If we want to move more to the specific, we find that indeed God Himself puts forth a teleological argument in several places in the Bible, for example;

Psalm 19:1 The heavens declare the glory of God; and the firmament sheweth his handywork.

Romans 1:19 Because that which may be known of God is manifest in them; for God hath shewed it unto them. 20 For the invisible things of him from the creation of the world are clearly seen, being understood by the things that are made, even his eternal power and Godhead; so that they are without excuse:


The Ontological Argument for God

St. Anselm is kind of the “go-to” philosopher for the Ontological Argument, and it revolves around the idea of God as [‘that’ of which] nothing greater can be conceived. Then, through different logical arguments winds up with the conclusion that God must then exist.

If God is defined, not as just a definition, but as a being that is the most perfect being in existence, or the greatest being possible, then the argument goes that He does indeed exist. Why? Because God is the greatest or most perfect being, and it is greater to exist than to not, therefore God must exist.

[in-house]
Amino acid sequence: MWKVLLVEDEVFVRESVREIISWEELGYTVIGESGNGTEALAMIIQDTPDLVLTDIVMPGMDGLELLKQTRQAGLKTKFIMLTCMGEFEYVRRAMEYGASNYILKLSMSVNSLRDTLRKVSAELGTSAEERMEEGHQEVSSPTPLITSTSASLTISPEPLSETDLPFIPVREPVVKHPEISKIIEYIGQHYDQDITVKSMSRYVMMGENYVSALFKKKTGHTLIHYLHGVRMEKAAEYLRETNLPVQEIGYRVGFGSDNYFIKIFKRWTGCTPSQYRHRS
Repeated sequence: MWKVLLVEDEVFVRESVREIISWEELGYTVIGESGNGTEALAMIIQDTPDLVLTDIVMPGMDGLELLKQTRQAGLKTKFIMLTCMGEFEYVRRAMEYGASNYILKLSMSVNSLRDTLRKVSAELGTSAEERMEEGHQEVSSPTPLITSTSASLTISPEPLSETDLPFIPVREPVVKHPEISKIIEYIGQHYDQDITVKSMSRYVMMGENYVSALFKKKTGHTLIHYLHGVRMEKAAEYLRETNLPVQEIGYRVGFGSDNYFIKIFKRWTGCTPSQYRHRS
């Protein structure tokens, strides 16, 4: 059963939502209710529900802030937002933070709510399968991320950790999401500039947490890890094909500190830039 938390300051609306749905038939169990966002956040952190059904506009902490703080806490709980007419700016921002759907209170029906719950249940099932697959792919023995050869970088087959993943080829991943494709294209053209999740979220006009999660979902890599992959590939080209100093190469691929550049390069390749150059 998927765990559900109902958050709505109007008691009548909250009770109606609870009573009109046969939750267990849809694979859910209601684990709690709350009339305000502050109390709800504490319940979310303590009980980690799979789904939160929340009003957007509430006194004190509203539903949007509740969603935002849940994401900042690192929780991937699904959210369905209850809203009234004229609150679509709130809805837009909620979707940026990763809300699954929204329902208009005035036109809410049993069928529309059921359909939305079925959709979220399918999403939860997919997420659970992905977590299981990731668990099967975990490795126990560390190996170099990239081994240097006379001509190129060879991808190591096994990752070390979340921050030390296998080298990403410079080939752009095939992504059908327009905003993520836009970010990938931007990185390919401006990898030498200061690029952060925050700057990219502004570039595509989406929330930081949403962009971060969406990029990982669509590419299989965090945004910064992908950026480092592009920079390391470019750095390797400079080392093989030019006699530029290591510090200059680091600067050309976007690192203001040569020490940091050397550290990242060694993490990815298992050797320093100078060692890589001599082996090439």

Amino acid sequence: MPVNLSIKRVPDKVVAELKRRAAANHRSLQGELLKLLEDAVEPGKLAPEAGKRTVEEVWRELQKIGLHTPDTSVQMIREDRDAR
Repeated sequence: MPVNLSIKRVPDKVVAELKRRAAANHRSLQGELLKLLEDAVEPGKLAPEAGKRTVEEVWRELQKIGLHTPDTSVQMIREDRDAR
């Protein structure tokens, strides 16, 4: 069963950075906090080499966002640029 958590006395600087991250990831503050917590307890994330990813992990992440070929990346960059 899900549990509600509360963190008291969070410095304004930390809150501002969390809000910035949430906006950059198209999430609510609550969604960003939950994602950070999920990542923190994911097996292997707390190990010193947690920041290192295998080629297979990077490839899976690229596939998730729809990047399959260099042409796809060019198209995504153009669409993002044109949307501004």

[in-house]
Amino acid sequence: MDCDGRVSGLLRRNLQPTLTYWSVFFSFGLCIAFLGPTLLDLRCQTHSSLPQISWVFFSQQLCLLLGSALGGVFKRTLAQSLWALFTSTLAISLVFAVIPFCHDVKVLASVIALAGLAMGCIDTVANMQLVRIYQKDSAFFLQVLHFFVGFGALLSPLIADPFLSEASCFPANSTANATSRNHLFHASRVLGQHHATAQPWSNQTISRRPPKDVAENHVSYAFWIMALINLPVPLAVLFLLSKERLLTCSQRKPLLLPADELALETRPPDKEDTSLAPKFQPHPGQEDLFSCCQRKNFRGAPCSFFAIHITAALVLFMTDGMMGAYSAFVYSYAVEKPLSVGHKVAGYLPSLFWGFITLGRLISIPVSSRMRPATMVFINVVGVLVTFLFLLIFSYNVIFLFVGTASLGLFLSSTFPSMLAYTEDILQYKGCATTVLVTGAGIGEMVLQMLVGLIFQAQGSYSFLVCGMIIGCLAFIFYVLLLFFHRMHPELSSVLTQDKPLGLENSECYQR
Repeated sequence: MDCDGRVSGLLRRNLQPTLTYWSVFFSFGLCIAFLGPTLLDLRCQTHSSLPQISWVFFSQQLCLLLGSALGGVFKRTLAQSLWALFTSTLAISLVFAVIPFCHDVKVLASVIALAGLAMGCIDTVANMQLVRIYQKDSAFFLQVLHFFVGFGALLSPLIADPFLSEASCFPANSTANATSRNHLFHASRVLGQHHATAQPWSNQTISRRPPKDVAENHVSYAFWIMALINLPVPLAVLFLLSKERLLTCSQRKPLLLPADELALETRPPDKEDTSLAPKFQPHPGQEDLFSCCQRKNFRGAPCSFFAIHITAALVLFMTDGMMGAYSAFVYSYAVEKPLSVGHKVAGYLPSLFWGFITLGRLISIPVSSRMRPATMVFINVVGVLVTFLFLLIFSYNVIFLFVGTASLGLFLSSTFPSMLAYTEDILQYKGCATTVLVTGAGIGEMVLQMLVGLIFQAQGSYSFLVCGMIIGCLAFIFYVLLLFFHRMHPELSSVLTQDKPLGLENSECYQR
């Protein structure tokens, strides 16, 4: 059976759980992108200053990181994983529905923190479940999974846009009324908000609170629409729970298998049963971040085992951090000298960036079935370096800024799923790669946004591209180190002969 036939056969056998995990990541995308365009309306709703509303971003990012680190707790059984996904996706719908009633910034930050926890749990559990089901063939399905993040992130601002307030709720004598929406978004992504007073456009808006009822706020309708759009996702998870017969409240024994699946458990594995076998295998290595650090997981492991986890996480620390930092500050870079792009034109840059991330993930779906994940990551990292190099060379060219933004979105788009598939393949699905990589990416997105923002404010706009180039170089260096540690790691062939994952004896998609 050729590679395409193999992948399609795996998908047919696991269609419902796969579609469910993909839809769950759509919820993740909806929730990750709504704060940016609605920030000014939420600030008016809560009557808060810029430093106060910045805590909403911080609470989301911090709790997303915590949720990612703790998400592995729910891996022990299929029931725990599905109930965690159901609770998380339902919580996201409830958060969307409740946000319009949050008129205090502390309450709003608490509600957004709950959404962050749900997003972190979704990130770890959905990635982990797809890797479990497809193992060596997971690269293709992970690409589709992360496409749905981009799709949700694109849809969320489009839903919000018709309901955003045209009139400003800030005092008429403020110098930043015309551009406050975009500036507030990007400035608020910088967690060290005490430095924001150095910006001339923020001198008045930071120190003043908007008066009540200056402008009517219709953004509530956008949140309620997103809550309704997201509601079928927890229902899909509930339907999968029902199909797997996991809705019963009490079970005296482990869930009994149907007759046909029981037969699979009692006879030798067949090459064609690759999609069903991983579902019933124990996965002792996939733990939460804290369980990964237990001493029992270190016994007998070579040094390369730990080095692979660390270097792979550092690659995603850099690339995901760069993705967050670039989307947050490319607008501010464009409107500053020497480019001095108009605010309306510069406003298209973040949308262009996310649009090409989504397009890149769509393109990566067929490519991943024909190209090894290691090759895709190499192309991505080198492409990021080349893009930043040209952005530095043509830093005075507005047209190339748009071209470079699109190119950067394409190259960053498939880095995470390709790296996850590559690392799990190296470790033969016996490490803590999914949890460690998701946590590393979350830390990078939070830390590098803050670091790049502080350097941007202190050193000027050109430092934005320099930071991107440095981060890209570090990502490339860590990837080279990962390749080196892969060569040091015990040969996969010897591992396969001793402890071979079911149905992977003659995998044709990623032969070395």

To put it simplistically; which would you rather have a million imaginary dollars, or a million real dollars? Which is greater? The big argument against the Ontological argument for God comes in the form of a question; Is the existence of ‘God’ [an important and meaningful idea?] Does the fact of existence actually add anything meaningful to the idea of God? The “second” argument of Anselm’s revolves around this notion; God is a greater being if He cannot not exist; if His existence is necessary. If His existence is necessary, then it would indeed be a predicate [(meaningful requirement)].

Basically the logical idea boils down to two possibilities; since God is not a limited being, either His existence is impossible or it is necessary. The existence of God is not impossible, therefore because of His nature and the nature of existence, His existence is necessary.